I’ve got a question for you. Whether you grew up watching “Family Feud” or “I’ve Got A Secret,” we all seem to love a good quiz.
What do car washes, restaurants, landscaping businesses, garment factories, construction firms and farms have in common?
Answer: they’re hotbeds of employment law violations.
Scofflaws are a big problem in California workers’ comp.
Day after day, there seem to be reports that sweeps have discovered that employees are not covered for workers’ comp. Usually, the employer is violating other wage and hour laws. Payroll taxes are not paid. There may be violations of minimum wage and overtime standards. And many of the employees are undocumented.
Jerry Brown, California’s Attorney General, is determined to do something about it. Yesterday, Brown announced the kickoff of a major campaign to crack down on these sorts of companies.
Brown filed a lawsuit against Brinas Corp., a Colorado based drywall contractor that has a large book of business in Southern California.
Brown’s lawsuit seeks major financial penalties under the California Unfair Competition Law. Damages that can be assessed in this type of lawsuit far exceed the penalties that can be enforced by the labor standards investigators who do periodic “sweeps” of sweatshop outfits.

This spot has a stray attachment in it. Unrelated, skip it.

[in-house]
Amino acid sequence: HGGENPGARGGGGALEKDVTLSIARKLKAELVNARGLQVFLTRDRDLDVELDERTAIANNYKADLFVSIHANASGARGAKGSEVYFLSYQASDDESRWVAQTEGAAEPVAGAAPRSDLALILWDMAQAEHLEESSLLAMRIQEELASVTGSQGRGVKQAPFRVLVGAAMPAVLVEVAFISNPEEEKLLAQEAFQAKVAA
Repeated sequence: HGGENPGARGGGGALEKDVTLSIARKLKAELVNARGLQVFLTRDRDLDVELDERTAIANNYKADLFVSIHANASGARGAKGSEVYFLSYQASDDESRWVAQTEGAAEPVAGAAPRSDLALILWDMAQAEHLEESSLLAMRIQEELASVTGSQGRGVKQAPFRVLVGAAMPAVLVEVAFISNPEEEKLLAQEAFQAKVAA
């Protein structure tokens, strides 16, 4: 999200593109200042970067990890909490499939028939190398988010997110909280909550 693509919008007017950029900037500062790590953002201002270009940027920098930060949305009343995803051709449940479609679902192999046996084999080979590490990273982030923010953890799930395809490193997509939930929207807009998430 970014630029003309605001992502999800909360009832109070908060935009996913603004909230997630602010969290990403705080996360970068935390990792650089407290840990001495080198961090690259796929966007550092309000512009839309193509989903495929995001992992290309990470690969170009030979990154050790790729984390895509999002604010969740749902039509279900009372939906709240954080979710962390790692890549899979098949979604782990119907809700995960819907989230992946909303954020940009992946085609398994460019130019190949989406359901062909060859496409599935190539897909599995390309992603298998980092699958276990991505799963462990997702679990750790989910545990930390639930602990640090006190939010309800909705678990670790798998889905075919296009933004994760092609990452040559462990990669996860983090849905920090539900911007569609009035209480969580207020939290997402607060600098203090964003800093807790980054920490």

Brown’s idea is to turn up the heat-both politically and financially-on the situation. That’s a great thing, but it won’t be easy, because the problem is so pervasive.
Whatever your views may be on immigration reform, the fact remains that when we have massive amounts of undocumented workers, many employers will take advantage of these workers. More aggressive labor standards enforcement may be a key component of dealing with this problem.
It will also help level the playing field for honest employers. As I’ve noted before, a recent study revealed that California is experiencing massive amounts of workers’ comp premium fraud-fraud that may be in the range of billions of dollars. To see my post on that, click here:
http://www.workerscompzone.com/index.ph … 818-110358
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Category: Political developments